Wednesday, October 25, 2006

Tencent Makes Investments to Rival Alibaba and Ebay

From ChinaKnowledge:

"Tencent Holdings Ltd., China’s biggest online chat-service provider, plans to invest RMB 100 million to develop internet services as it competes with and eBay. It aims to increase revenue by selling more services to its QQ Internet messenger users, and hopes that the new technologies help it win market share from the two internet giants.

The firm will set up an Internet research institute, the first of its kind in China, with centers in Beijing, Shanghai and Shenzhen that will work with universities to develop technologies."

Oak Buys China’s Facebook

From Red Herring:

"Consolidation on the highly fragmented Chinese Web 2.0 scene took a step forward when Oak Pacific Interactive (OPI), a Chinese Internet consortium, said Tuesday it had acquired Beijing-based China’s leading collegiate social-networking site.

Xiaonei, which means “on campus,” will merge with OPI’s own collegiate social network site, 5Q. The combined entity will take its place beside other OPI properties, including the entertainment portal, news site, YouTube clone, and classified ads provider"

Compare Search Results: Yahoo China vs. Baidu

From China Web2.0 Review:

"Yahoo China vs. Baidu: Yahoo China launched an interesting campaign to promote its search service. Yahoo China presents both the search results from Yahoo China and Baidu in the same screen for users to choose which one is the results from Yahoo. Users are allowed to input any keyword for comparison. I tried it and I have to admit that it is not easy for me to differentiate their results."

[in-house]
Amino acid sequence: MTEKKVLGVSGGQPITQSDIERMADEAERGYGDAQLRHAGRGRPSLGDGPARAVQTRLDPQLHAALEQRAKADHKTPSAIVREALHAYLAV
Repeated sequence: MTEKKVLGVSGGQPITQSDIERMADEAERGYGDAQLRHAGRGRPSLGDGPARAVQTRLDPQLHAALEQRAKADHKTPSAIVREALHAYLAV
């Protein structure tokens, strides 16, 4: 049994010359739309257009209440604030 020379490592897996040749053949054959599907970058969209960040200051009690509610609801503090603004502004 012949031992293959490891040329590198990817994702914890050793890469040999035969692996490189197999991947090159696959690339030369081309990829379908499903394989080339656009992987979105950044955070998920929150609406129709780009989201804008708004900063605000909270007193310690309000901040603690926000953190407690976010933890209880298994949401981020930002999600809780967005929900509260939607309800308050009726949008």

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Baidu's Chief Technology Officer Resigns

From Reuters:

"Technology veteran Jerry Liu, who helped develop China's Internet search firm Inc. into a Nasdaq hot stock from a start-up, may be considering launching his own business.

Liu's resignation from the company dubbed "China's Google", effective Dec. 19, was "not a huge surprise", said Lesley Zhang, senior manager of Baidu's investor relations department."

" Baidu said in a statement late on Tuesday that Liu, who was Baidu's first employee and had been the company's vice president of engineering since January 2000 before becoming CTO at the beginning of 2006, resigned for "personal reasons"."

Sunday, October 22, 2006

China Eases Ban On Wikipedia

From All Headline News:

"After a nearly yearlong ban, China has eased restrictions on the access to the English-language site of Wikipedia, the reader-edited online encyclopedia. However, the access to the Chinese version of the site remains "spotty," a Chinese-American researcher said in his blog this week.

Andrew Lih, who has worked at Columbia University and Hong Kong University, said that Beijing authorities began opening up access October 10, and that access "is not uniform across the country, and depends on specific municipality and ISP (Internet service provider)."

Citing two Chinese contributors, Wikipedia on its Website confirmed the news but said that Chinese version of the online encyclopedia remains inaccessible."

Saturday, October 21, 2006

Lenovo Scores NBA Deal


"Building on its sponsorship of the Olympics, Lenovo will trumpet another sports marketing link when it announces a major deal with the National Basketball Association.

The multi-year global marketing partnership is scheduled to be made official at an event in New York on Monday at the NBA Store, according to a Lenovo press release obtained by ahead of time."